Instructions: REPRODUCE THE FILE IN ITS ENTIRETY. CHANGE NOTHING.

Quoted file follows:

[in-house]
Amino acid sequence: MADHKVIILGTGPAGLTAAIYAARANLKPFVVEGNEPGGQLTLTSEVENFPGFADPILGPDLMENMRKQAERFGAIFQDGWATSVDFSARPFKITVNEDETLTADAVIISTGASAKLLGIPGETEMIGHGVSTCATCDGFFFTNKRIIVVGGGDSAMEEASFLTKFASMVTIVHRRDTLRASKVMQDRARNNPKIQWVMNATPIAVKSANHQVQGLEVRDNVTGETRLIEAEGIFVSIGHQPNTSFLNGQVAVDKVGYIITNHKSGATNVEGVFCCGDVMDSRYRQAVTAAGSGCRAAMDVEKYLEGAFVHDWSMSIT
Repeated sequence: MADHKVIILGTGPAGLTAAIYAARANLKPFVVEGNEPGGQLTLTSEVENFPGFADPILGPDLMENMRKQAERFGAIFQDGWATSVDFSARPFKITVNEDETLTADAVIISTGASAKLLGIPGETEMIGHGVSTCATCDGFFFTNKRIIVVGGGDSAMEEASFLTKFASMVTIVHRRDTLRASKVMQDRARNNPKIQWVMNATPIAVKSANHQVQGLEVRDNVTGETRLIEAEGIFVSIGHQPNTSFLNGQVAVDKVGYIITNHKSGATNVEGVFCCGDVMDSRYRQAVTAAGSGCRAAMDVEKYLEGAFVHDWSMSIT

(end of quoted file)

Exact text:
[in-house]
Amino acid sequence: MADHKVIILGTGPAGLTAAIYAARANLKPFVVEGNEPGGQLTLTSEVENFPGFADPILGPDLMENMRKQAERFGAIFQDGWATSVDFSARPFKITVNEDETLTADAVIISTGASAKLLGIPGETEMIGHGVSTCATCDGFFFTNKRIIVVGGGDSAMEEASFLTKFASMVTIVHRRDTLRASKVMQDRARNNPKIQWVMNATPIAVKSANHQVQGLEVRDNVTGETRLIEAEGIFVSIGHQPNTSFLNGQVAVDKVGYIITNHKSGATNVEGVFCCGDVMDSRYRQAVTAAGSGCRAAMDVEKYLEGAFVHDWSMSIT
Repeated sequence: MADHKVIILGTGPAGLTAAIYAARANLKPFVVEGNEPGGQLTLTSEVENFPGFADPILGPDLMENMRKQAERFGAIFQDGWATSVDFSARPFKITVNEDETLTADAVIISTGASAKLLGIPGETEMIGHGVSTCATCDGFFFTNKRIIVVGGGDSAMEEASFLTKFASMVTIVHRRDTLRASKVMQDRARNNPKIQWVMNATPIAVKSANHQVQGLEVRDNVTGETRLIEAEGIFVSIGHQPNTSFLNGQVAVDKVGYIITNHKSGATNVEGVFCCGDVMDSRYRQAVTAAGSGCRAAMDVEKYLEGAFVHDWSMSIT